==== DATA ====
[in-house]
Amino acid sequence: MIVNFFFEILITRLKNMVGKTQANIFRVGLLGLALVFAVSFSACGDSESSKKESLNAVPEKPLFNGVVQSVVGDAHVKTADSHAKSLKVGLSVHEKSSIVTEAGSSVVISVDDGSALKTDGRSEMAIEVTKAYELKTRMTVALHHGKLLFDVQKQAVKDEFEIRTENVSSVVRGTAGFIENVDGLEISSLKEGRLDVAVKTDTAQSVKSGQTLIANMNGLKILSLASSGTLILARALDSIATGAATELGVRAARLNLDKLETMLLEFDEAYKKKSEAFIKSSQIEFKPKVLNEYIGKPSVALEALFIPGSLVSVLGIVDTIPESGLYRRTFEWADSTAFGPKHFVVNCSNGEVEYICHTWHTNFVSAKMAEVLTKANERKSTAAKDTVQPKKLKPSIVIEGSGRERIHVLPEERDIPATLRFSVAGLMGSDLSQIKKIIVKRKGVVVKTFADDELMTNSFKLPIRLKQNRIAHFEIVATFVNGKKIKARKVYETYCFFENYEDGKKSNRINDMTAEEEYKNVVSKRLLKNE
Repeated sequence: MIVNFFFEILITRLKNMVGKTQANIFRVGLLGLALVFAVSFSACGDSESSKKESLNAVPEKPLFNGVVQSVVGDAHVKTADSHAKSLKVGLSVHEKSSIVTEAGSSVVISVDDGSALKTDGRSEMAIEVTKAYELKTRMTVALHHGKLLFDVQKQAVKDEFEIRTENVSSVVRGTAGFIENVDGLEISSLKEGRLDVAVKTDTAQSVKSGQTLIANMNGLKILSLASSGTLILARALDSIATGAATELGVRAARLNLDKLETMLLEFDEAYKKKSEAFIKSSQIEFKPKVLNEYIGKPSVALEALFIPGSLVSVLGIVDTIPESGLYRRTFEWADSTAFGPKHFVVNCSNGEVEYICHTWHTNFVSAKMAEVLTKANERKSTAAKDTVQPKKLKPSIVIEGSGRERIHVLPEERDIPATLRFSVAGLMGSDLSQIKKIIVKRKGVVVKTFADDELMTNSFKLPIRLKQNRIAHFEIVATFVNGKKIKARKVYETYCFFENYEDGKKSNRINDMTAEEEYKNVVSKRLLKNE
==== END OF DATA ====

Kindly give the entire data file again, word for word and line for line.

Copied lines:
[in-house]
Amino acid sequence: MIVNFFFEILITRLKNMVGKTQANIFRVGLLGLALVFAVSFSACGDSESSKKESLNAVPEKPLFNGVVQSVVGDAHVKTADSHAKSLKVGLSVHEKSSIVTEAGSSVVISVDDGSALKTDGRSEMAIEVTKAYELKTRMTVALHHGKLLFDVQKQAVKDEFEIRTENVSSVVRGTAGFIENVDGLEISSLKEGRLDVAVKTDTAQSVKSGQTLIANMNGLKILSLASSGTLILARALDSIATGAATELGVRAARLNLDKLETMLLEFDEAYKKKSEAFIKSSQIEFKPKVLNEYIGKPSVALEALFIPGSLVSVLGIVDTIPESGLYRRTFEWADSTAFGPKHFVVNCSNGEVEYICHTWHTNFVSAKMAEVLTKANERKSTAAKDTVQPKKLKPSIVIEGSGRERIHVLPEERDIPATLRFSVAGLMGSDLSQIKKIIVKRKGVVVKTFADDELMTNSFKLPIRLKQNRIAHFEIVATFVNGKKIKARKVYETYCFFENYEDGKKSNRINDMTAEEEYKNVVSKRLLKNE
Repeated sequence: MIVNFFFEILITRLKNMVGKTQANIFRVGLLGLALVFAVSFSACGDSESSKKESLNAVPEKPLFNGVVQSVVGDAHVKTADSHAKSLKVGLSVHEKSSIVTEAGSSVVISVDDGSALKTDGRSEMAIEVTKAYELKTRMTVALHHGKLLFDVQKQAVKDEFEIRTENVSSVVRGTAGFIENVDGLEISSLKEGRLDVAVKTDTAQSVKSGQTLIANMNGLKILSLASSGTLILARALDSIATGAATELGVRAARLNLDKLETMLLEFDEAYKKKSEAFIKSSQIEFKPKVLNEYIGKPSVALEALFIPGSLVSVLGIVDTIPESGLYRRTFEWADSTAFGPKHFVVNCSNGEVEYICHTWHTNFVSAKMAEVLTKANERKSTAAKDTVQPKKLKPSIVIEGSGRERIHVLPEERDIPATLRFSVAGLMGSDLSQIKKIIVKRKGVVVKTFADDELMTNSFKLPIRLKQNRIAHFEIVATFVNGKKIKARKVYETYCFFENYEDGKKSNRINDMTAEEEYKNVVSKRLLKNE